Are you afraid to take advantage of the home office deduction? Perhaps you are the victim of one or more of these common tax myths. Unfortunately, many self-employed folks shy away from taking the home office deduction for at least one of the following four reasons.
1. Fear of an IRS audit. There’s been a rumor going around for years that the home office deduction increases the likelihood of an audit. I would love to know who started that rumor so I could give him a piece of my mind. For now, I’ll just be thankful that you are reading this article so I can tell you: don’t believe it! There is no basis for it. Treat the home office deduction like any other legitimate business expense: if you are entitled to take, by all means, take it.
2. Frustration over the record keeping requirements. Obviously, there are some numbers that must be compiled to take the home office deduction. For homeowners, they include the following: mortgage interest, real estate taxes, homeowner’s insurance, utilities (gas, electricity, water, trash removal, etc.) and repairs. The first two are usually reported to you on your lender’s annual Form 1098 statement. The utilities are easy to calculate by simply adding together your twelve monthly bills for each service provider; if you don’t have those bills, the amounts are just a phone call away to your friendly utility company. And home repairs are easily found by looking through your checkbook register and/or monthly credit card statements.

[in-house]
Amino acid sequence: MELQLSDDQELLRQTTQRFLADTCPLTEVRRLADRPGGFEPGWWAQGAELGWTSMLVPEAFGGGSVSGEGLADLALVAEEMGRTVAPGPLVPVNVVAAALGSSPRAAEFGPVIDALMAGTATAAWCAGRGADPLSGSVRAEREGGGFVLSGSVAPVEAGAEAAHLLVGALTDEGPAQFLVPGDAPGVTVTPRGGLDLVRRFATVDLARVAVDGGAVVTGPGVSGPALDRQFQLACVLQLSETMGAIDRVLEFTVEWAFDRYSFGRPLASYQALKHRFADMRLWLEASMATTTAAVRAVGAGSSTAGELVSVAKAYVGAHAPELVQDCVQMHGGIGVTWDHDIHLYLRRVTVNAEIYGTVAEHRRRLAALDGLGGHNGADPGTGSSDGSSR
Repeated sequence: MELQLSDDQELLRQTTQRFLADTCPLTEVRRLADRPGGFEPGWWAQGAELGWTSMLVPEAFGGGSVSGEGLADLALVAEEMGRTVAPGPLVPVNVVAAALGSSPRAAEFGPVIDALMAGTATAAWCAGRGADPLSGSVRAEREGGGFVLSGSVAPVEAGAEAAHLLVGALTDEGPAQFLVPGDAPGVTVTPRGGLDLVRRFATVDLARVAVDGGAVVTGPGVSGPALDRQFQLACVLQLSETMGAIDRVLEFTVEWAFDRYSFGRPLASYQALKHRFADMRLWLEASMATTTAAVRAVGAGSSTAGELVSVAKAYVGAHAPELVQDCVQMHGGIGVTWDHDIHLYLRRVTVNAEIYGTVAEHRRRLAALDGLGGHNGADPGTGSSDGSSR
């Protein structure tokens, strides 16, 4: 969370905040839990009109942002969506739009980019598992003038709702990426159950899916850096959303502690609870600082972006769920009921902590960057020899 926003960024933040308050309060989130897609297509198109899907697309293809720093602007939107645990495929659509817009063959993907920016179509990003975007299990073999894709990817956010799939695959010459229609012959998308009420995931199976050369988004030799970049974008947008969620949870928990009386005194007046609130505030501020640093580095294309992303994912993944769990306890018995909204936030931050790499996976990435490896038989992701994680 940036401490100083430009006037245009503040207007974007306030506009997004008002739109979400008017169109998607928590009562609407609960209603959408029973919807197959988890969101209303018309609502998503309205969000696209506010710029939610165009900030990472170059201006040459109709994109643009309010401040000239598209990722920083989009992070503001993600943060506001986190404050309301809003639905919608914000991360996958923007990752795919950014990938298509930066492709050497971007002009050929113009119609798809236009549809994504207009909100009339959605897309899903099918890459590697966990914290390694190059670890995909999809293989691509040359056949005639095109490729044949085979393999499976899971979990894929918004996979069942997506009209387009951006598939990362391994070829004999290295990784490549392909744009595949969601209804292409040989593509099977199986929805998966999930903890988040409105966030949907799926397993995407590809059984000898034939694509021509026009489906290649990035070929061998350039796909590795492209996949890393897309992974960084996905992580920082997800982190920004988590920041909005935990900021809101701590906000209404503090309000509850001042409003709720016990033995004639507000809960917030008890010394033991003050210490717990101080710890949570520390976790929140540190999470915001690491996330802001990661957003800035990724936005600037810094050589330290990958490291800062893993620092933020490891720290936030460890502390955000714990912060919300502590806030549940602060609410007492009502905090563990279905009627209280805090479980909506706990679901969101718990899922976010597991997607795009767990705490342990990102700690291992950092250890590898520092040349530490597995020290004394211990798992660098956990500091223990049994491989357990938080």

For renters, there’s usually fewer numbers to crunch: the rent amount is the main figure, and I’m sure you know that without even looking it up. You also need any renter’s insurance or utilities you paid.
Here’s some good news — the IRS now allows a second method for calculating the home office deduction that is significantly easier than the first method described above. You multiply the home office square feet (up to 300) by $5. That’s it! For details, check out the instructions for Schedule C or ask your accountant about it.
3. The belief that it’s not worth it. When you consider that there is likely hundreds or even thousands of dollars in tax savings at stake, don’t you think this is time well spent? If it takes you an hour to put this information together, and you save $500, where else can you make that much money in that amount of time?
Sure, I know how much some people despise paperwork and number crunching. Maybe you prefer not to touch a calculator with a 10-foot pole. If that’s the case, hire an accountant to do your return and the extra tax savings from this deduction alone will likely more than cover the tax preparation fee.
4. A misunderstanding of the tax benefits. Have you ever heard a person say that he’s not taking the home office deduction because he’s already deducting mortgage interest and property taxes on Schedule A? Well, the next time you see your friend, dazzle him with this tax strategy wisdom: If you take the home office deduction, you not only reduce your income tax, but you are also reducing your self-employment (SE) tax. This is because the home office deduction reduces your Schedule C profit. For every $1,000 of home office expense, you are losing about $150 in SE tax savings.